Issue 11, Summer 2008

News about faculty, students, & alumni of Williams Anthropology & Sociology


Yes, it’s . . . The Log! Not the sleekest building at Williams or the most attractive, but for alums this is one of the college’s most recognizable venues. The image of ANSO staff and majors at one of the last department events of the 2007-2008 academic year year will therefore have a timeless quality for some readers. But don’t be deceived: in a few weeks ANSO, as well as most of the other Div. I and II departments at Williams, will be moving into new quarters as Phase I of the Stetson-Sawyer Project approaches completion.


For the first time in Williams history, the college will have a proper archaeology lab. There will also be 160 new offices and a number of new classrooms and public spaces to replace the scruffy office complex in the rear of Stetson Hall. Few of the faculty will miss those those 6′-7″ high ceilings and dark corridors.

In keeping with a new architectural era, ANSO has experienced explosive growth in the number of majors: an astonishing 100 percent increase between the Classes of 2009 and 2010.

—Michael F. Brown, Webmaster

News about faculty

Workers installing cabinets in new Archaeology Lab, Summer 2008.

Stetson-Sawyer’s impact on the department. For the first time in more than 30 years, ANSO will have new quarters starting in August 2008. Most of the department will be housed in the new North Academic Building, although a few members will be housed in other locations, including the new South Academic Building. Perhaps the best news is for the archaeology wing of the department, which will have a new lab available for use in Fall 2008.

Feel like revisiting one of your Williams archaeology classes? Check out this streaming video lecture by Professor Antonia Foias, “Politics, Economics & Power in Ancient Mayan Civilizations,” given at Reunions, June 2008.


Olga Shevchenko, Assistant Professor of Sociology, has returned to teaching after a sabbatical leave, part of which was spent in Russia. Early next year her book Crisis and the Everyday in Postsocialist Moscow (Indiana U. Press) will hit the bookstores. But you can download an order form by clicking here. Olga’s most recent fieldwork in Russia is described here.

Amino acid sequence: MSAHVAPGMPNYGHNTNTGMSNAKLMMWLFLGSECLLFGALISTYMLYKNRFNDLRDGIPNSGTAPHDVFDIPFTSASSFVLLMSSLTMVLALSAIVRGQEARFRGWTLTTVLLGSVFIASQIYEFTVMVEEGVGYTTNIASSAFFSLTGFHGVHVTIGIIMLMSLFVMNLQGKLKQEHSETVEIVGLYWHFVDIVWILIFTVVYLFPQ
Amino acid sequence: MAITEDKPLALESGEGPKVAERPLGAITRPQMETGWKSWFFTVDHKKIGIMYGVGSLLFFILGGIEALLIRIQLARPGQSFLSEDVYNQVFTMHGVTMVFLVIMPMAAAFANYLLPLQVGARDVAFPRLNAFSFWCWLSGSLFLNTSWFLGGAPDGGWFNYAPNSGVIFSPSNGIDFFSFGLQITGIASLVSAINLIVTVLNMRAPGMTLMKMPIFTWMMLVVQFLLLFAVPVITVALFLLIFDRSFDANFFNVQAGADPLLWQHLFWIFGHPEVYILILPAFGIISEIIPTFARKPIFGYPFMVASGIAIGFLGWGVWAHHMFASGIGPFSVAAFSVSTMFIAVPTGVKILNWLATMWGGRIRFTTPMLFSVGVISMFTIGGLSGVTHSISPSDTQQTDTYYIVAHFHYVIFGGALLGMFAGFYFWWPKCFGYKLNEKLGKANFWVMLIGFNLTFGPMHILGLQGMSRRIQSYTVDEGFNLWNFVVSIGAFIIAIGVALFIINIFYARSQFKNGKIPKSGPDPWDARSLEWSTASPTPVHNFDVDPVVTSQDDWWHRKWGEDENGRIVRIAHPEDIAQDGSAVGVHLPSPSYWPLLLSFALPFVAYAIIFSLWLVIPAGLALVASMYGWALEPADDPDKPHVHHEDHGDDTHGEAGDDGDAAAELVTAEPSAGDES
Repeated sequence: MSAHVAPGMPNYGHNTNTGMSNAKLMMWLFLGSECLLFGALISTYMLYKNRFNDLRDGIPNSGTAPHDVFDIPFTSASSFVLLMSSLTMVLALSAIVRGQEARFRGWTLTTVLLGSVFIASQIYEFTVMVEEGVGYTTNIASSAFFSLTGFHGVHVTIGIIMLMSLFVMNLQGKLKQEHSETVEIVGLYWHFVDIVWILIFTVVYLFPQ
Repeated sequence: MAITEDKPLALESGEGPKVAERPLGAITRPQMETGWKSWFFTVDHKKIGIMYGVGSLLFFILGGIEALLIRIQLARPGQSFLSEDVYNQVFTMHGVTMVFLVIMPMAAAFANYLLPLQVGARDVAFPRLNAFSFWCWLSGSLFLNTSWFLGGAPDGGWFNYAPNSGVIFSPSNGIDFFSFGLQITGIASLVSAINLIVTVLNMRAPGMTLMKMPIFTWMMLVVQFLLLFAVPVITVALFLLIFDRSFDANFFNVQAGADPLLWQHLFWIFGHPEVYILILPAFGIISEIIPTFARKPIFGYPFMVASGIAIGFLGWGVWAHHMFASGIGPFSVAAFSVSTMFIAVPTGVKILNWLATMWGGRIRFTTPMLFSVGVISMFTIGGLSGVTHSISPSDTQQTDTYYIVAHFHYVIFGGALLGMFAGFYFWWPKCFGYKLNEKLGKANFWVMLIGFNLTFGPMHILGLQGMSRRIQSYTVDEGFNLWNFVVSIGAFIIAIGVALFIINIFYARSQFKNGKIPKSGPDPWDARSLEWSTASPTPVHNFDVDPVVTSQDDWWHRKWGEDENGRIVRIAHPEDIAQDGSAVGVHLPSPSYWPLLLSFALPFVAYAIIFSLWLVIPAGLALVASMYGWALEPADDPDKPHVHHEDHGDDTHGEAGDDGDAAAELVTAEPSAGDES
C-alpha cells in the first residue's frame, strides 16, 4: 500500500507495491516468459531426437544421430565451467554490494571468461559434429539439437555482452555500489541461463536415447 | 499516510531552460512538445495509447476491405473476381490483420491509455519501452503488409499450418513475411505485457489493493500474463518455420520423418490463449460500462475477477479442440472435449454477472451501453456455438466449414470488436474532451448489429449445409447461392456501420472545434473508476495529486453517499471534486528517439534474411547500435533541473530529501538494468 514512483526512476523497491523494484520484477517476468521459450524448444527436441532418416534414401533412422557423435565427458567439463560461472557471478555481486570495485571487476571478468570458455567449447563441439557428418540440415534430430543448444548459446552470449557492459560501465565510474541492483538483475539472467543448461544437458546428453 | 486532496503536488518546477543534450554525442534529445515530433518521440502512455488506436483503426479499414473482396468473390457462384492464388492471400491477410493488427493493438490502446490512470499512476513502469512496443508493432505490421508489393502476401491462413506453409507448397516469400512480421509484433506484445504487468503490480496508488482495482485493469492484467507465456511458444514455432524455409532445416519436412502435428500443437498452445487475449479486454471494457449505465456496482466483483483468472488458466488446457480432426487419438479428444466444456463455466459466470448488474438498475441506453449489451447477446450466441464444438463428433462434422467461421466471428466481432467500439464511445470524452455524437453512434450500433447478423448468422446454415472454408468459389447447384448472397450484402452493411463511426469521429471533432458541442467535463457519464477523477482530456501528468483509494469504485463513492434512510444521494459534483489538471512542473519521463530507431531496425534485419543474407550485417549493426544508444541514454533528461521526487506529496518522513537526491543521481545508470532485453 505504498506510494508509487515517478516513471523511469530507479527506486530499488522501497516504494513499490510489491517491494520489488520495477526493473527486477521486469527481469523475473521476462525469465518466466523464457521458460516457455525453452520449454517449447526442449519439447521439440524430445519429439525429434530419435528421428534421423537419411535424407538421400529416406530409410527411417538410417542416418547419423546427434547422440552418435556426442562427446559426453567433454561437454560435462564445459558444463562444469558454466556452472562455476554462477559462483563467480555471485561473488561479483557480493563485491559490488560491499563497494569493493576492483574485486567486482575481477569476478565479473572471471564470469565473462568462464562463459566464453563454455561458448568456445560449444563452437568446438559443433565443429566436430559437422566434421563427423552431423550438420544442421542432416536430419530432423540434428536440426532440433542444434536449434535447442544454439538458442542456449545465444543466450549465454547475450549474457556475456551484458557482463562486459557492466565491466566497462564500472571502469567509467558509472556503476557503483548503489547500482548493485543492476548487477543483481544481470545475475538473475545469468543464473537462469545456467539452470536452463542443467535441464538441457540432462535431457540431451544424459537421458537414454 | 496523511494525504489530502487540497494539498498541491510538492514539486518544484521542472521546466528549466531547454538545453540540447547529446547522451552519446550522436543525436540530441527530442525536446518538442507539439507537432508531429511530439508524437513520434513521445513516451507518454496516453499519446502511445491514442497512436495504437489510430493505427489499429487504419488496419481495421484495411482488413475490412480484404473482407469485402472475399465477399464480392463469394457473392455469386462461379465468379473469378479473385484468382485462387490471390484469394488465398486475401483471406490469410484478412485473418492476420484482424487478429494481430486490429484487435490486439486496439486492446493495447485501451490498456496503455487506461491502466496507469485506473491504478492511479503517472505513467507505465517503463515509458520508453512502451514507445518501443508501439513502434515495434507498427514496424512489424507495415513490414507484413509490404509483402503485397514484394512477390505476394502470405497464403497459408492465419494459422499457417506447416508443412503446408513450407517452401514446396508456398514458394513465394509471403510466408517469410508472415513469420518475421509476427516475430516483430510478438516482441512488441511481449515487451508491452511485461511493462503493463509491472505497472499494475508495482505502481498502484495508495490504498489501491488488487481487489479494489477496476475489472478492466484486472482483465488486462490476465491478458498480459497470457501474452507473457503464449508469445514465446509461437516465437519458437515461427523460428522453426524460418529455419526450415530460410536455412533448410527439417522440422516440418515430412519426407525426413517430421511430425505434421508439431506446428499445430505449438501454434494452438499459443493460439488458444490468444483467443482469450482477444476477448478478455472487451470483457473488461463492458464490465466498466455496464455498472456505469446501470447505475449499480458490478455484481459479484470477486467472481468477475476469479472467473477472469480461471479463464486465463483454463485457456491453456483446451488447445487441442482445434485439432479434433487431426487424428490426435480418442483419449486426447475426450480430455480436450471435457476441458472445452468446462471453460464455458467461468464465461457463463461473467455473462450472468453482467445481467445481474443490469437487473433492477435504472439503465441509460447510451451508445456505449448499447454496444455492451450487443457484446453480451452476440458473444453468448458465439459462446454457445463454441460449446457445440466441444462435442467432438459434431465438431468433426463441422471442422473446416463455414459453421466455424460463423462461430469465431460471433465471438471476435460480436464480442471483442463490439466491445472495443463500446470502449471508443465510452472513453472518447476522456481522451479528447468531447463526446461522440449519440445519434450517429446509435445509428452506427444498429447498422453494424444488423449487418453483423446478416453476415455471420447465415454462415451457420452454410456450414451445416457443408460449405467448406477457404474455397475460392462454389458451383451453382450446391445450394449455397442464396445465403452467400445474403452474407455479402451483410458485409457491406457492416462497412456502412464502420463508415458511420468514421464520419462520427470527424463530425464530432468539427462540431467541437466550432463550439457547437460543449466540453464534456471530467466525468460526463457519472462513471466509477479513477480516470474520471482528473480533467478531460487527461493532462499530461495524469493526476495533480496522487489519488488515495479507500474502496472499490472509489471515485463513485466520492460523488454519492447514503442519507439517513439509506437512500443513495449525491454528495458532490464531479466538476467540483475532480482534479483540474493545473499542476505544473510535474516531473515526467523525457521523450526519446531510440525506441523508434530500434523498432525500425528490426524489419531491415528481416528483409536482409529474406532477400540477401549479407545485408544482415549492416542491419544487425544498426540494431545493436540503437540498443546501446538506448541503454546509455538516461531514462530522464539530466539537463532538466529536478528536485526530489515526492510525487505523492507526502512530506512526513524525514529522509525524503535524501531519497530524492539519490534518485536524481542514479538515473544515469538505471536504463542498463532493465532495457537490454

Théâtre Claude Lévi-Strauss, Musée du Quai Branly

In February 2008, Michael Brown gave a keynote address at the conference “From Anatomic Collections to Objects of Worship” organized by the Musée du quai Branly, Paris. You can download the entire text of the conference here, including Brown’s presentation, although you should be warned that for reasons known only to the French, texts of each talk are presented without paragraphing, which makes Brown’s look like a chapter torn from a novel by Gabriel García Márquez.

Robert Jackall edited and introduced Die Intellektuellen und die moderne Gesellschaft, by Hans Speier (Wien, Graz: Nausner & Nausner, 2007). He also presented the paper entitled “Multiculturalism & its Consequences: The case of Muslims in Europe” at the 38th World Congress of the International Institute of Sociology in Budapest in June 2008.

News about students and alumni

Award winners, 2008. This year we also managed to get a photograph of our Orton and Friedrichs prize winners as they were dressed to kill at the Senior Dinner Dance, Mt. Hope Farm. L to R: Alyse Takayesu, winner of the Orton Prize in Anthropology, and Mirza Delibegovic and Lu Hong, who shared this year’s Friedrichs Prize in Sociology.

Abby Rosenthal ’02 wins this year’s award for the most unusual public notice of a recent major . . . for her appearance on Jeopardy in March 2008. For fans of the quiz show, Abby’s stats can be browsed here.

Speaking of media, you can link here to a downloadable audio interview of Bo Peabody ’94, former Sociology major, about his experience as a successful entrepreneur at Williams and beyond.

Catherine Bolten ’98 received her PhD in anthropology from the University of Michigan in May 2008. She gave an absorbing seminar to the spring 2008Ways of Knowing class on her fieldwork in Makeni, Sierra Leone.

We received a postcard from Kristin Englebrecht Bleem, who reports that she’s living in Seattle and running a “painting/green consulting/restoration/ general enthusiast business called Eager Beaver Works,” as well as “getting people riled up about urban agriculture.” You find out more by looking at her MySpace profile.

Miscellaneous newsKatie Krause ’06 is going to start her MSc program in public health with a focus in reproductive and sexual health at London School of Hygiene and Tropical Medicine. Rachel Winch ’06 is in DC working for Jim McGovern, the chair of the House Hunger Caucus. Robin Kim ’04 is working for an urban design firm and thinking about starting a grad degree in urban planning. Jericho Burg ’87 is now Dr. Burg, having completed her PhD in Communications at UCSD. The title of the diss is Fixing Famine: The Politics of Information in Famine Early Warning.

News about the activities of ANSO alums–including those of you who pursuing non-academic careers–is always welcome!

The Human Moment

Sidewalk, Helsinki, Finland
Photograph copyright 2006 by Michael F. Brown